Couple pleads guilty to laundering money for India-based phone scammers

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Police escort men who they said were arrested on Wednesday on suspicion of tricking American citizens into sending them money by posing as U.S. tax officials, at a court in Thane, on the outskirts of Mumbai, India, October 6, 2016. REUTERS/Danish Siddiqui/File Photo

An Indian-American couple pleaded guilty to helped criminal India-based call centers prey on and steal from vulnerable members of the community.

According to an Oct. 6, 2020 press release from U.S. Attorney Byung J. “BJay” Pak of the Northern District of Georgia, husband and wife Mehulkumar Manubhai Patel and Chaitali Dave were part of the large conspiracy where callers from India posed as federal agents or tech support.

Patel, 36, and Dave, 36, of Lexington, South Carolina, pleaded guilty before U.S. District Judge Amy Totenberg on Sept. 1, 2020 and on October 6, 2020 respectively.

The Indian call centers instructed victims to mail packages of cash that Patel and Dave retrieved using fake identifications.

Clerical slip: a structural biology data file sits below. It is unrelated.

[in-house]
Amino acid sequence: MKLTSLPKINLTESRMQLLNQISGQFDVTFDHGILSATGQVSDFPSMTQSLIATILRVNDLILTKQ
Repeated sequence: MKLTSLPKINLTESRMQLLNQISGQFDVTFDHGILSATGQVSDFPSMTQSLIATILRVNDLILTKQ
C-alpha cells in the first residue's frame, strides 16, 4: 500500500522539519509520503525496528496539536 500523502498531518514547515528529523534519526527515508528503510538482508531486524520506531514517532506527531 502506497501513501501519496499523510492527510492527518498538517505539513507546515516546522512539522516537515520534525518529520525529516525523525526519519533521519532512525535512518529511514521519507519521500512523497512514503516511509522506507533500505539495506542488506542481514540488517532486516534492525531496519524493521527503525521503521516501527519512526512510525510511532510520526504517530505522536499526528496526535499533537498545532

As part of their Social Security scam, India-based callers posed as federal agents in order to mislead victims into believing their Social Security numbers were involved in crimes.

Callers threatened arrest and the loss of the victims’ assets if the victims did not send money. The callers directed victims to mail cash to aliases used by other members of the fraud network, including Patel and Dave.

As part of the tech support scam, callers allegedly induced victims to send money in exchange for supposed technical support for their computers, and then provided nothing in return. At times, callers misled the victims into providing remote access to their computers and the callers would access the victims’ bank accounts.

Based on misrepresentations made during the calls, the victims, including Georgia residents, mailed money to a network of individuals that laundered funds on behalf of the overseas fraud network.  From on or about May 2019, to on or about January 2020, Patel and Dave laundered over $500,000 sent by dozens of scam victims.

“It is important to remind family and friends to never provide money or personal information to unknown callers when they receive a suspicious call,” Andrew Saul, Commissioner of Social Security, is quoted saying in the press release. “People should just hang up and then go online to oig.ssa.gov to report these scams to Social Security.”

 

 

 

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